However, there is a doubt as to whether Platini wants the job and the pressures it brings. Should he take over at Zurich he will almost certainly not be the sort of imperial president Blatter has been.

To win he will also have to make sure he carries all of Europe. As was evident from Friday’s vote which re-elected Blatter, several European countries voted for Blatter. They were said to include Russia, Spain, Switzerland, Italy and even Platini’s own France. Some, like Italy, because they personally like Blatter. In the case of Russia, there was the added factor that they feel grateful to Blatter for helping them win 2018.

And this where we in England need to temper our hopes of the wonderful world that might open up in a post Blatter world. The idea that the World Cup would be taken away from Russia in 2018 and given to England would be a pipe dream.

Platini, like that other great footballer who voted in the 2018 and 2022  bids, Franz Beckenbauer, both support Russia, arguing that as the world’s largest country it should have got the right to stage the World Cup. Platini  needs to carry UEFA and their 53 votes if he is to defeat any Blatter-sponsored candidate who might emerge, most likely from Asia.

But even if Platini is elected it does not follow that FIFA will look again at Qatar’s right to stage the 2022 World Cup. Platini himself voted for Qatar while privately advising them that it should be held in winter. Greg Dyke, the FA chairman,  may call for that vote to be looked at but unless the Swiss authorities who are investigating the bid come up a smoking gun and prove there was vote-buying by Qatar, this is unlikely.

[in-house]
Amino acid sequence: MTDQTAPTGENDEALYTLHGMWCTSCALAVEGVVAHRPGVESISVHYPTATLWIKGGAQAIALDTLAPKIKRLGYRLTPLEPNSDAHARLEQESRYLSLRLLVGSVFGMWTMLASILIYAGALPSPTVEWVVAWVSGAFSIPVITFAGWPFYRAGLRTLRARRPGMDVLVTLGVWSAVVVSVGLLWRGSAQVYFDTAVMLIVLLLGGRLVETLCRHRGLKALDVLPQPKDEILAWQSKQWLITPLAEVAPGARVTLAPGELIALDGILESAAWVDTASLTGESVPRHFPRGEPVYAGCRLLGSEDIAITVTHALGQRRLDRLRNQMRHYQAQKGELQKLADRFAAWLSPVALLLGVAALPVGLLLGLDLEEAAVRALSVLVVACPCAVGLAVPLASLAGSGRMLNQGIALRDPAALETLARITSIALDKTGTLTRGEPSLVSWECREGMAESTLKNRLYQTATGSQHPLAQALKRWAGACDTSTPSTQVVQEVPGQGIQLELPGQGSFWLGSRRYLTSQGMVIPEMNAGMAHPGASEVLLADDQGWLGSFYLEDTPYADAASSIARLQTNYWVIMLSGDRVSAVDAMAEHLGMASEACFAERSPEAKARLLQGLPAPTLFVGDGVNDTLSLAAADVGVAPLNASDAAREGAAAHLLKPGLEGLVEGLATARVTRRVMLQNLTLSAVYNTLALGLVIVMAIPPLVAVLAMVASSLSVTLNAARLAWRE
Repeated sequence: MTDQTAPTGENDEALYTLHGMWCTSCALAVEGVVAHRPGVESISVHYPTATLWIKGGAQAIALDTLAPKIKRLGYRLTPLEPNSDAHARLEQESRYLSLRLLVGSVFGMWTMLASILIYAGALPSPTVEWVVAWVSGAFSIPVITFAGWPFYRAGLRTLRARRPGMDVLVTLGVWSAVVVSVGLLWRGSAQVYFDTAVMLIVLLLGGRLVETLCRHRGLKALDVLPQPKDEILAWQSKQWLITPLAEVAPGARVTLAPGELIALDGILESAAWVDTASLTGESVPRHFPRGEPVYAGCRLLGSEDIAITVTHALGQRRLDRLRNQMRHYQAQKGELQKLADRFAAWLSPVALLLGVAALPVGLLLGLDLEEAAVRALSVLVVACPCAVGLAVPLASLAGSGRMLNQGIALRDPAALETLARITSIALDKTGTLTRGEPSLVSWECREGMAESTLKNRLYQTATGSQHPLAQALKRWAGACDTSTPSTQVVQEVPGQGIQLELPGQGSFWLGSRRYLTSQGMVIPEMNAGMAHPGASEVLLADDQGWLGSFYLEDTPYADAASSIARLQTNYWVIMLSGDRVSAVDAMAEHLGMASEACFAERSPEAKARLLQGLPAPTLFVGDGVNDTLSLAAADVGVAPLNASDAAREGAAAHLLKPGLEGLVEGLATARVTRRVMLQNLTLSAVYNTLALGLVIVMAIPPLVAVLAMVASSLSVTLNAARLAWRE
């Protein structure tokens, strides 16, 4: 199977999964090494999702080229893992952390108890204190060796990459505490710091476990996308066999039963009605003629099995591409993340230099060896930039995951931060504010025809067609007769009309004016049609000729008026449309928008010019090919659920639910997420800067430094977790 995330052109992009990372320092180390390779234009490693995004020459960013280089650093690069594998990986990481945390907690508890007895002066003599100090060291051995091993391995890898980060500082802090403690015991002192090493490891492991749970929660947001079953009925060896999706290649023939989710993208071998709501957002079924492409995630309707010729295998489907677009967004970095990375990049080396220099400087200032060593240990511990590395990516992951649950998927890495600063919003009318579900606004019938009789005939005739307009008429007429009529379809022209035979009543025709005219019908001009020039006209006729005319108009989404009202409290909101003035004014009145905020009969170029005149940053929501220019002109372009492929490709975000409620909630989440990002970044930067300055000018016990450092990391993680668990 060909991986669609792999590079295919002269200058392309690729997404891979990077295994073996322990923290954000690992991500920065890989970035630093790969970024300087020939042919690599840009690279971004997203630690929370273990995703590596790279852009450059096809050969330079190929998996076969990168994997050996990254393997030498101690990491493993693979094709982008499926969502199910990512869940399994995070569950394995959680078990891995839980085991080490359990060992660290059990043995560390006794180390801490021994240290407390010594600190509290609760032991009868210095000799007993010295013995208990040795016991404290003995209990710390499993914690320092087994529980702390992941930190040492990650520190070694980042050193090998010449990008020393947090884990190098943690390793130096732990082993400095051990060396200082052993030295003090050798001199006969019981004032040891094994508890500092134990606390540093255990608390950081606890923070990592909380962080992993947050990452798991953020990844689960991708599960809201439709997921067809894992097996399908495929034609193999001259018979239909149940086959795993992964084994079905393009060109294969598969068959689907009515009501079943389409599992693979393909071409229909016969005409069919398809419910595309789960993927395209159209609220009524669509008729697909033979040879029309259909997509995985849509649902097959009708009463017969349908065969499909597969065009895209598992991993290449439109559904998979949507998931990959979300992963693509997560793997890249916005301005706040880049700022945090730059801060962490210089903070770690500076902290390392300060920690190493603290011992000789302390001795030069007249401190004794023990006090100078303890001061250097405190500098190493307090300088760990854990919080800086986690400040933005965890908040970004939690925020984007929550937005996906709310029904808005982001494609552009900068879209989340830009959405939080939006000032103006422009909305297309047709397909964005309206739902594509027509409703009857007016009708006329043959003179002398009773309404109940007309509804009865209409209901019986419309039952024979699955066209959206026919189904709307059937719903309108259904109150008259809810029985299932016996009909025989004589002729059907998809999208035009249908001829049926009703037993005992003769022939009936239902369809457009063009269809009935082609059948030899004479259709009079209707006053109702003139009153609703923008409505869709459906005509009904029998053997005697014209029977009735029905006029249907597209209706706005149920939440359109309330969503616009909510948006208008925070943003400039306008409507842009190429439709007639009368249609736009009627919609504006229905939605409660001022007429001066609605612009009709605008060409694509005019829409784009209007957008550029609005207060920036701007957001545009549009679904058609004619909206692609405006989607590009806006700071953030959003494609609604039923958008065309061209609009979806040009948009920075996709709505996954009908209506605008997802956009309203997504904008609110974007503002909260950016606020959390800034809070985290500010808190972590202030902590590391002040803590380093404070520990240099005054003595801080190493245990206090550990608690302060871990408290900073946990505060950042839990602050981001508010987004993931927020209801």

Blatter’s departure will renew calls for a root and branch reform of FIFA. But this will not be easy. It will be resisted by Blatter’s supporters — don’t forget 133 FIFA members voted for him to remain as president last week  —  who will still see him as the King over the water and who refuse to accept there is anything fundamentally wrong with FIFA.

We in England can see that FIFA need to have proper corporate governance but many in world football see this as an Anglo-Saxon world view, if not conspiracy, and even not all Europeans echo Dyke’s call for full-scale reform.

And this is where the FA and Dyke’s future course of action become critical. While American investigation brought down Blatter, the relentless investigation by the British press started the process. But while we can take great pride in that it would be a mistake to think the rest of the world feels any gratitude for the British. If anything there is resentment about the British taking a high-moral attitude and a great deal of murmurings about how the British ran their bids. This means Dyke and the FA cannot take a holier than thou attitude.

Blatter may have gone but his legacy remains and he has many staunch supporters in FIFA who will resist any attempt to tinker with what they see as a wonderful inheritance.


Share |
Categories: Football | No Comments »



Latest Tweets

Follow me on twitter

Home | About | Books | History | BroadcastingJournalismPublic Speaking | Contact | Website development by Pedalo